F**K

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F**K

Postby bowie » Wed Apr 30, 2008 6:27 pm

Got my buckled wheel fixed today, $20 awesome.. 8)

Whilst i was there, bought two new tubes and two new awesome looking Red tyres for it 8)

Get home.. 3/4 of the way getting the tyre on and I'm thinking to myself.. gee this is hard work, but then again i've never bought good quality tyres before $35 each :P so I go with it.

Got the levers heading in every direction, skin is flying of the nuckles and I finally set it down exhausted..

Looking at it i think to myself.. There is no way this is the wrong size tyre.. I mean the shop whom repaired my wheel surely would have a fair idea of what size it freekin is...

:evil: :evil: :evil: :evil: :evil: :evil:


Now I'm left with 3/4 of a wheel on.. and nothing for the rear tyre as so I can ride to uni tomorrow. :x

Note.. 700x23c does not fit on a 27x1 & 1/4 rim :roll: :roll: (AT) myself for not checking and going at it like a bull at a gate

sigh... :oops:
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by BNA » Wed Apr 30, 2008 6:32 pm

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Postby Shard » Wed Apr 30, 2008 6:32 pm

Amazing what 4mm of difference can do hey.
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Postby bowie » Wed Apr 30, 2008 6:34 pm

:lol: :lol: to make maters worse..

Cant fine my tin snips..(quality tyres have wire.. who would have figured :P) so the half molested wheel is still attached to the rim for me to walk back into said shop in a pile of (look how lame I am everyone) :oops: .... damit.
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Postby Bnej » Wed Apr 30, 2008 6:56 pm

Some soapy water might get the bead off.

Unless the rim is marked with the size the shop might have just assumed it was a 700c rim, not many people have 27" rims now.
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Postby mikesbytes » Wed Apr 30, 2008 7:40 pm

I had wondered what would happen if you put a 700c tyre on a 27" rim.

While it may be a tight fit to get the tyre off, it's not impossible. push the bead right in to the centre all the way around and then try to get it off. As per Bnej, a little bit of soap may help it slip off easier.
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Postby bowie » Wed Apr 30, 2008 10:47 pm

not impossible..

my 27" wheel says it is :P
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Postby rustychisel » Thu May 01, 2008 12:33 pm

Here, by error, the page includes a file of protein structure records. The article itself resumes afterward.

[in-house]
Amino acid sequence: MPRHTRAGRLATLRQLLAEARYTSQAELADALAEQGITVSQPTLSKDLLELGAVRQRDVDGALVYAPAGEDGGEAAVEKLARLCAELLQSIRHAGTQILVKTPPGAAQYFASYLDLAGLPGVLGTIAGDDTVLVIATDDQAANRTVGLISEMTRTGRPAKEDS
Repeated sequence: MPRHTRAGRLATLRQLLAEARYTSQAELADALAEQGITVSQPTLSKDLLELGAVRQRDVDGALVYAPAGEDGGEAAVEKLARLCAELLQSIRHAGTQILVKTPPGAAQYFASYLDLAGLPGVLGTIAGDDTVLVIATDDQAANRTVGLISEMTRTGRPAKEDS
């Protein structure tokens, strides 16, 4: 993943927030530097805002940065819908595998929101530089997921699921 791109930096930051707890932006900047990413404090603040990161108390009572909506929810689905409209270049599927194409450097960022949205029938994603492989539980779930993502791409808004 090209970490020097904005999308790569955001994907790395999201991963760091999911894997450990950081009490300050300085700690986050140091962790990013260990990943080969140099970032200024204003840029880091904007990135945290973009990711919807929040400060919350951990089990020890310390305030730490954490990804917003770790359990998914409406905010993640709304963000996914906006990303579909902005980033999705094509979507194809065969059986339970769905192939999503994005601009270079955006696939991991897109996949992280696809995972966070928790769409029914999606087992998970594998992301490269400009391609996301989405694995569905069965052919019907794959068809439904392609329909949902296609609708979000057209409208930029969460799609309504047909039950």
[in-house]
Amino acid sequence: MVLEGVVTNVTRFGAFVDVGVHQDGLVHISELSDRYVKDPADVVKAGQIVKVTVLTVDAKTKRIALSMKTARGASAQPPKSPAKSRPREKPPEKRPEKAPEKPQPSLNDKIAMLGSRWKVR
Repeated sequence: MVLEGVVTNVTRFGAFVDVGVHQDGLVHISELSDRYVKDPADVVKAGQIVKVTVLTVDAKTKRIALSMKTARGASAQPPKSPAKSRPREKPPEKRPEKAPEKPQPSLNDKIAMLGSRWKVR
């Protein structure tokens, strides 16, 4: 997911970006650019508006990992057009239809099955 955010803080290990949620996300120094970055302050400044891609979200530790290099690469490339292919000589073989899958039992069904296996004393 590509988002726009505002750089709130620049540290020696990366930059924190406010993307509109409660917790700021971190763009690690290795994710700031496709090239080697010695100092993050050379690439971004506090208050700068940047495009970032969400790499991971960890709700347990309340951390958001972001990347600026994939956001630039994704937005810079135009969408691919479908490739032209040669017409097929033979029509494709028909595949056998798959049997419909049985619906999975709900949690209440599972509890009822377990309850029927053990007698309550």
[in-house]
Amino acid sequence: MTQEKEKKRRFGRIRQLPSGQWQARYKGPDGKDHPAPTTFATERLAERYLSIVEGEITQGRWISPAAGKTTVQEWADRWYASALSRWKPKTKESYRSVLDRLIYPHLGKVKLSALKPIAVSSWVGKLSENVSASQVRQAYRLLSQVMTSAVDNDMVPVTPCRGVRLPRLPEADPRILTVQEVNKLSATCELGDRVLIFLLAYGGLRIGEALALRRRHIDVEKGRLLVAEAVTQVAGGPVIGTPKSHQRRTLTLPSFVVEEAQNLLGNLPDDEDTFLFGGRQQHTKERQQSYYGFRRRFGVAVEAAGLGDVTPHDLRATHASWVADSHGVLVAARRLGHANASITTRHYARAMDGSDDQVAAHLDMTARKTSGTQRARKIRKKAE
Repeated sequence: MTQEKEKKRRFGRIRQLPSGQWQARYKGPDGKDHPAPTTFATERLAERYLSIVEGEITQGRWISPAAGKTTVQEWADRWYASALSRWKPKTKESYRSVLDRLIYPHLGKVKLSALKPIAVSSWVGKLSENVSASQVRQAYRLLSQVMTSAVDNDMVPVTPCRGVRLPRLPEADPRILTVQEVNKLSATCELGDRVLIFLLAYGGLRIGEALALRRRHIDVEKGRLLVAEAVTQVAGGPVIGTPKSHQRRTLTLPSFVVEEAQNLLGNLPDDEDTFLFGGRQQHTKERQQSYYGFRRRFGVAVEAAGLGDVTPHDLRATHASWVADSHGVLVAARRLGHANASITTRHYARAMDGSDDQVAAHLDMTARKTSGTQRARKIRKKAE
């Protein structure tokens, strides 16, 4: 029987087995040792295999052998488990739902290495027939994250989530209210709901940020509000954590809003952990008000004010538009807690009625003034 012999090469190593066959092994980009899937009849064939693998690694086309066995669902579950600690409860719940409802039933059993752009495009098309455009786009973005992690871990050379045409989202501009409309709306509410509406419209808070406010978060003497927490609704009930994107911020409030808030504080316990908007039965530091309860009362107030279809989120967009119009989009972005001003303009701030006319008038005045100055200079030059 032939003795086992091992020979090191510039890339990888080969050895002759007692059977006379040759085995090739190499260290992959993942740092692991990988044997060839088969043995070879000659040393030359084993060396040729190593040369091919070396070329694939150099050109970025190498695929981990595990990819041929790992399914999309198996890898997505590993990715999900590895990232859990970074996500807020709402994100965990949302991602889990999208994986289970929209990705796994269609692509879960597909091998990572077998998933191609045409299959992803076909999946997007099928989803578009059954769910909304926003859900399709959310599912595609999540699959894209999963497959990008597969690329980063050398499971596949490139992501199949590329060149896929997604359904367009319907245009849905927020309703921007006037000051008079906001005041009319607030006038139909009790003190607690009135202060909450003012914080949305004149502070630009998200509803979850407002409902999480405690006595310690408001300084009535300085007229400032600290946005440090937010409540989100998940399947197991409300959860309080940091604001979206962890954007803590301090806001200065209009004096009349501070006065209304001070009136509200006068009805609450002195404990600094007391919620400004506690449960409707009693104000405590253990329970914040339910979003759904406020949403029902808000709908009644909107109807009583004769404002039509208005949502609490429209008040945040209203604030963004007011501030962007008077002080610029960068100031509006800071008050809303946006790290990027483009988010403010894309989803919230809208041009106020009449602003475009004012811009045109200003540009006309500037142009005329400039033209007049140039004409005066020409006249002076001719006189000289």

:lol: :lol: :lol:
yes, tried it too. I say it's near enough to a physical impossibility. :cry:
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Postby mikesbytes » Thu May 01, 2008 1:14 pm

I'm wondering if a particular model of 700c tyre may be loose enough to fit sufficiently correctly under 27" rim hooks.
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Postby bowie » Thu May 01, 2008 3:51 pm

that not as silly as it sounds.

Well i now have the correct tyres and tubes fitted :):) just about to take her outside for a cruise around the block *happy dance*

Here are some before photos tho :P


Image

Here it be rest in Melbourne's CBD perving on the hotties.. Ohhh Yeeeeeah :P

Just home from getting its rear wheel la fixed.
Image

This is what toddlers see before being run down :twisted: :P
Image

Elegant and simple.. Ahhhhhh :)
Image

This is what the inside of a $35 Continental looks like.. I had to cut away at the tyre to remove it from the rim :S :oops:
Image

Just trying it on to see if it fits.. :D
Image
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Postby 531db » Thu May 01, 2008 5:48 pm

mikesbytes wrote:I'm wondering if a particular model of 700c tyre may be loose enough to fit sufficiently correctly under 27" rim hooks.


Not a snowflakes chance in hell.

There is a 8mm difference in beadseat diameter. Multiply that by pi (3.14) and you would have to stretch the braided wire or kevlar bead of a 700C tyre by 25.12mm (near enough to an inch (25.4mm)), just to have the bead circumference as long as a 27" tyre.

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Postby mikeg » Thu May 01, 2008 7:15 pm

I have seen 27" versions of the Continental Gatorskins and also 27" Serfas Seca, which has an aramid protection layer, at several LBS in Sydney.